SAN DIEGO — Former California Republican U.S. Rep. Darrell Issa was victorious Saturday in his race to return to Congress where he once headed the powerful House Oversight and Government Reform Committee and became a GOP favorite for launching a string of investigations of the Obama administration.
The former nine-term congressman and ardent supporter of President Donald Trump trailed early in the San Diego-area 50th District. But as more votes were counted after Election Day, he overtook Democrat Ammar Campa-Najjar. The latest vote count update gave him about 54% of the votes and a 23,000-vote lead.
Issa already had declared victory in a statement posted to social media Friday night.
"Whether you supported me in this election or not, I will work tirelessly in Congress for all who call the 50th District their home, for The State of California which I love so much, and for our great country," Issa wrote. He thanked Campa-Najjar "for a spirited campaign."
Campa-Najjar, a 31-year-old former Obama administration official, was making his second bid for the seat. He received more votes than he did in 2018 and thanked his supporters for "giving a Latino-Arab American a chance to do something special."
The 67-year-old Issa, once the wealthiest member of Congress, served 18 years in the House. But he didn't seek re-election two years ago in the increasingly Democratic 49th District straddling San Diego and Orange counties. That seat is now held by Democratic Rep. Mike Levin, who won re-election this week.
Issa ran this year in the neighboring and more conservative 50th District anchored in eastern San Diego County. That seat became vacant when GOP Congressman Duncan Hunter resigned after pleading guilty to a corruption charge.
Issa was among a group of Republican congressional candidates who fared well even though President Donald Trump was trounced in California by Democrat Joe Biden. GOP candidates had leads of varying sizes in four California districts won by Democrats in 2018. Republicans currently hold just seven of California's 53 House seats.
When Issa was last in Congress, the GOP had a majority in the House. He was chairman of the oversight committee from 2011 to 2015 and oversaw high-profile investigations into the Obama administration, including its handling of affairs leading up to the attacks on a diplomatic compound in Benghazi, Libya.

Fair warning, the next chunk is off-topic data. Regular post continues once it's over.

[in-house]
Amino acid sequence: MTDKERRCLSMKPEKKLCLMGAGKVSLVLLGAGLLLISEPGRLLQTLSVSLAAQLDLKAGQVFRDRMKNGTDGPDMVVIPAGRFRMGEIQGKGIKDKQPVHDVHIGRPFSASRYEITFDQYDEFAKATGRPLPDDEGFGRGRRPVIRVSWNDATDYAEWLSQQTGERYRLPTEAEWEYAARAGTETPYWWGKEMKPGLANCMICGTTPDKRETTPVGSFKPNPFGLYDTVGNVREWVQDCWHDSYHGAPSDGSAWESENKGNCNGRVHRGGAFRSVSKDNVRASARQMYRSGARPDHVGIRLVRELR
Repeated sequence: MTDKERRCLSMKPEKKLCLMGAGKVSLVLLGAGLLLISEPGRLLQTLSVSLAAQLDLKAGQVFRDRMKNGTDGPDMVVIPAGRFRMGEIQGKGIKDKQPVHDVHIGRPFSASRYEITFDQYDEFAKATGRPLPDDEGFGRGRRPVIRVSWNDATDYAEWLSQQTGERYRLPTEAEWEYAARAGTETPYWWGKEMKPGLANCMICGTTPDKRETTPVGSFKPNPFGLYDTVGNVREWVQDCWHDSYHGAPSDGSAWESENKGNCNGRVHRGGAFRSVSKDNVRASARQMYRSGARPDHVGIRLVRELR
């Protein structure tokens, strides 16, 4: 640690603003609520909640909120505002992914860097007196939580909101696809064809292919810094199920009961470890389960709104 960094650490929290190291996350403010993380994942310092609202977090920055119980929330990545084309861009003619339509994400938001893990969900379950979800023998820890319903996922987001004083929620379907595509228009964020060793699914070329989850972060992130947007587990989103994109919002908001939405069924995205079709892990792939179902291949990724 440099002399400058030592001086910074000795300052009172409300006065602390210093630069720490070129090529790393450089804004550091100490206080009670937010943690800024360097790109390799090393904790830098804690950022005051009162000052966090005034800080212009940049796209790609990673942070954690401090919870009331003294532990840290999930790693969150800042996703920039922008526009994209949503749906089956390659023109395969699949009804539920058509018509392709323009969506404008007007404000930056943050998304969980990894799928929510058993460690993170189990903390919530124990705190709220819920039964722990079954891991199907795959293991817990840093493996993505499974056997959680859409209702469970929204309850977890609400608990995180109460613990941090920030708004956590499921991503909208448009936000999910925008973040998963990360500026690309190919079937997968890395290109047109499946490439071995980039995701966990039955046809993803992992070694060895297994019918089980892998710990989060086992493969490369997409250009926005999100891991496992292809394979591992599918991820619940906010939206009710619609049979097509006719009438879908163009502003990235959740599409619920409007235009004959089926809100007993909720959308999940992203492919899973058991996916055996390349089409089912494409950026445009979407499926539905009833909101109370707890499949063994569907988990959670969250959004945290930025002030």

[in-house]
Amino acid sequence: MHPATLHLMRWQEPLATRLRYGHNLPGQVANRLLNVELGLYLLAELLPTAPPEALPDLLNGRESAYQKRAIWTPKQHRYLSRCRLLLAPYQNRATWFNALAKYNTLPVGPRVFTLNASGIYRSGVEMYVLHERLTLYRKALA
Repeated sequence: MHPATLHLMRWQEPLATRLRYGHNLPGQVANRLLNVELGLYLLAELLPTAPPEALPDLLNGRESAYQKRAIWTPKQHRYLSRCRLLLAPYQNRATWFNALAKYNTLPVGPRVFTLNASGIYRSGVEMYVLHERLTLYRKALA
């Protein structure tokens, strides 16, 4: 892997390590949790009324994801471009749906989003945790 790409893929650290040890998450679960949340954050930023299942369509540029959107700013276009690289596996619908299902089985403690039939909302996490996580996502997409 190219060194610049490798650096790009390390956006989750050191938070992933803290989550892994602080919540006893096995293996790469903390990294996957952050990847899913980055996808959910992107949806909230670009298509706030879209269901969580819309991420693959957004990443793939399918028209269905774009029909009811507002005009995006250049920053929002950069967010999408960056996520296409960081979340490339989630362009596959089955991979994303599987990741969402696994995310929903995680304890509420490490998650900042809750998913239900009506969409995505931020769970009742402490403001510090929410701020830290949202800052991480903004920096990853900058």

Issa said he also pushed through 40 pieces of legislation under the Obama administration, showing his ability to get bipartisan support on issues. He said he backs a middle-ground approach on immigration that includes offering law-abiding immigrants the chance to fill jobs Americans do not want.
Issa said he also will push for a common-sense approach to the coronavirus pandemic that brings in the voices of business to find a way to operate safely without having to shut down.
His top priority, he said, will be to support the armed forces and veterans.
"I want to take care of the troops," he told The Associated Press in an interview in October, acknowledging the military's presence in the 50th District and the Hunter family's enduring popularity there.
Hunter, a combat Marine veteran, served 11 years in the seat before resigning and being sentenced to prison for misusing campaign funds. Hunter's father, who held the seat for decades, is still widely respected. He endorsed Issa.
Issa, a car alarm magnate, spent heavily on the race to beat Campa-Najjar, who nearly ousted Hunter in 2018 as a political newcomer while the congressman was under indictment.
Campa-Najjar, whose mother is Mexican and father Palestinian, built a strong grassroots campaign. But he also angered Democrats by tacking too far to the right, touting his gun ownership and meeting with the founder of a right-wing group and saying he wasn't sure whether he would vote for Biden.
He later apologized and showed a photo of his ballot to prove he voted for Biden.
In a statement after Issa's victory, he told Mexican and Palestinian Americans: "Don't give up, stay in the arena. I know I will."
Campa-Najjar, who had courted Trump supporters during the campaign, also asked those "who gave me a chance" to now give Biden "the same chance to be America's President."